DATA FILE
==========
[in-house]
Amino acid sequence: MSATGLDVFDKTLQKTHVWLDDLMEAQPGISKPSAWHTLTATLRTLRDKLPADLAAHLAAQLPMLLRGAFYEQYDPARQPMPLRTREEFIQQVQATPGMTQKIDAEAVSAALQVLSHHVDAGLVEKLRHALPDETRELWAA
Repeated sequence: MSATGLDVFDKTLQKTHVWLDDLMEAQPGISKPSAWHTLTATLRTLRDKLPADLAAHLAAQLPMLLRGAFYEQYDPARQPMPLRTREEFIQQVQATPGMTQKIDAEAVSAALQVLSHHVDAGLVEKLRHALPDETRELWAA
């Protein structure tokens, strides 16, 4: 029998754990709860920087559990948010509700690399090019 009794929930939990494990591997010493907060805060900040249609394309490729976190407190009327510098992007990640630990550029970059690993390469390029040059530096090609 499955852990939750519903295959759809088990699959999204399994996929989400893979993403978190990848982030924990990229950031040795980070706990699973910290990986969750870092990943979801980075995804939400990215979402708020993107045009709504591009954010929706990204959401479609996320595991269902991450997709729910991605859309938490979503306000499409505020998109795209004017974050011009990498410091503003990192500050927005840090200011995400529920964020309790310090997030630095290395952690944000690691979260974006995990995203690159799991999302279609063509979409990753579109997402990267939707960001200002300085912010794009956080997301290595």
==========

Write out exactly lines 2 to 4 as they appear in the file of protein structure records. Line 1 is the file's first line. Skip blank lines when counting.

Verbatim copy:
Amino acid sequence: MSATGLDVFDKTLQKTHVWLDDLMEAQPGISKPSAWHTLTATLRTLRDKLPADLAAHLAAQLPMLLRGAFYEQYDPARQPMPLRTREEFIQQVQATPGMTQKIDAEAVSAALQVLSHHVDAGLVEKLRHALPDETRELWAA
Repeated sequence: MSATGLDVFDKTLQKTHVWLDDLMEAQPGISKPSAWHTLTATLRTLRDKLPADLAAHLAAQLPMLLRGAFYEQYDPARQPMPLRTREEFIQQVQATPGMTQKIDAEAVSAALQVLSHHVDAGLVEKLRHALPDETRELWAA
């Protein structure tokens, strides 16, 4: 029998754990709860920087559990948010509700690399090019 009794929930939990494990591997010493907060805060900040249609394309490729976190407190009327510098992007990640630990550029970059690993390469390029040059530096090609 499955852990939750519903295959759809088990699959999204399994996929989400893979993403978190990848982030924990990229950031040795980070706990699973910290990986969750870092990943979801980075995804939400990215979402708020993107045009709504591009954010929706990204959401479609996320595991269902991450997709729910991605859309938490979503306000499409505020998109795209004017974050011009990498410091503003990192500050927005840090200011995400529920964020309790310090997030630095290395952690944000690691979260974006995990995203690159799991999302279609063509979409990753579109997402990267939707960001200002300085912010794009956080997301290595």